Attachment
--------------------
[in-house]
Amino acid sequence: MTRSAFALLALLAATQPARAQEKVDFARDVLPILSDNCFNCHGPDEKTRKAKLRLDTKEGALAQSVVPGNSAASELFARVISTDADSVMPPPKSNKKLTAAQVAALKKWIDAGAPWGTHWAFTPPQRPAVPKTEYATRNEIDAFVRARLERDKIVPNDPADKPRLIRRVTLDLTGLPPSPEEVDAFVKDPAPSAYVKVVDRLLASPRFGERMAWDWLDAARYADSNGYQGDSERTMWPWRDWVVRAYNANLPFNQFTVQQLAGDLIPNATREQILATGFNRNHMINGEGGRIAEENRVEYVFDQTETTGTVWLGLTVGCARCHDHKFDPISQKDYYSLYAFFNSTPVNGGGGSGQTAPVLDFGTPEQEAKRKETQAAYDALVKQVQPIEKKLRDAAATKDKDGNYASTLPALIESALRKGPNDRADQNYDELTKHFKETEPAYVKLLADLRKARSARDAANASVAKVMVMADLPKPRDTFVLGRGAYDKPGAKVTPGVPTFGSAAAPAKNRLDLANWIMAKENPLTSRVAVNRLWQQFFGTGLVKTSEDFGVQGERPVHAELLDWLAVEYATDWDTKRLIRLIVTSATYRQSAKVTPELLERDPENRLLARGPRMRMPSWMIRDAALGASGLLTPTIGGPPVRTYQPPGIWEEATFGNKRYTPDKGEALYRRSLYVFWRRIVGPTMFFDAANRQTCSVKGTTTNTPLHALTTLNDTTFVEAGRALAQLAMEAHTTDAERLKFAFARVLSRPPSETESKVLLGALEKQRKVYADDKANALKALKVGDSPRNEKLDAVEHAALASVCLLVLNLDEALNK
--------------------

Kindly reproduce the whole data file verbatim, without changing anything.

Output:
[in-house]
Amino acid sequence: MTRSAFALLALLAATQPARAQEKVDFARDVLPILSDNCFNCHGPDEKTRKAKLRLDTKEGALAQSVVPGNSAASELFARVISTDADSVMPPPKSNKKLTAAQVAALKKWIDAGAPWGTHWAFTPPQRPAVPKTEYATRNEIDAFVRARLERDKIVPNDPADKPRLIRRVTLDLTGLPPSPEEVDAFVKDPAPSAYVKVVDRLLASPRFGERMAWDWLDAARYADSNGYQGDSERTMWPWRDWVVRAYNANLPFNQFTVQQLAGDLIPNATREQILATGFNRNHMINGEGGRIAEENRVEYVFDQTETTGTVWLGLTVGCARCHDHKFDPISQKDYYSLYAFFNSTPVNGGGGSGQTAPVLDFGTPEQEAKRKETQAAYDALVKQVQPIEKKLRDAAATKDKDGNYASTLPALIESALRKGPNDRADQNYDELTKHFKETEPAYVKLLADLRKARSARDAANASVAKVMVMADLPKPRDTFVLGRGAYDKPGAKVTPGVPTFGSAAAPAKNRLDLANWIMAKENPLTSRVAVNRLWQQFFGTGLVKTSEDFGVQGERPVHAELLDWLAVEYATDWDTKRLIRLIVTSATYRQSAKVTPELLERDPENRLLARGPRMRMPSWMIRDAALGASGLLTPTIGGPPVRTYQPPGIWEEATFGNKRYTPDKGEALYRRSLYVFWRRIVGPTMFFDAANRQTCSVKGTTTNTPLHALTTLNDTTFVEAGRALAQLAMEAHTTDAERLKFAFARVLSRPPSETESKVLLGALEKQRKVYADDKANALKALKVGDSPRNEKLDAVEHAALASVCLLVLNLDEALNK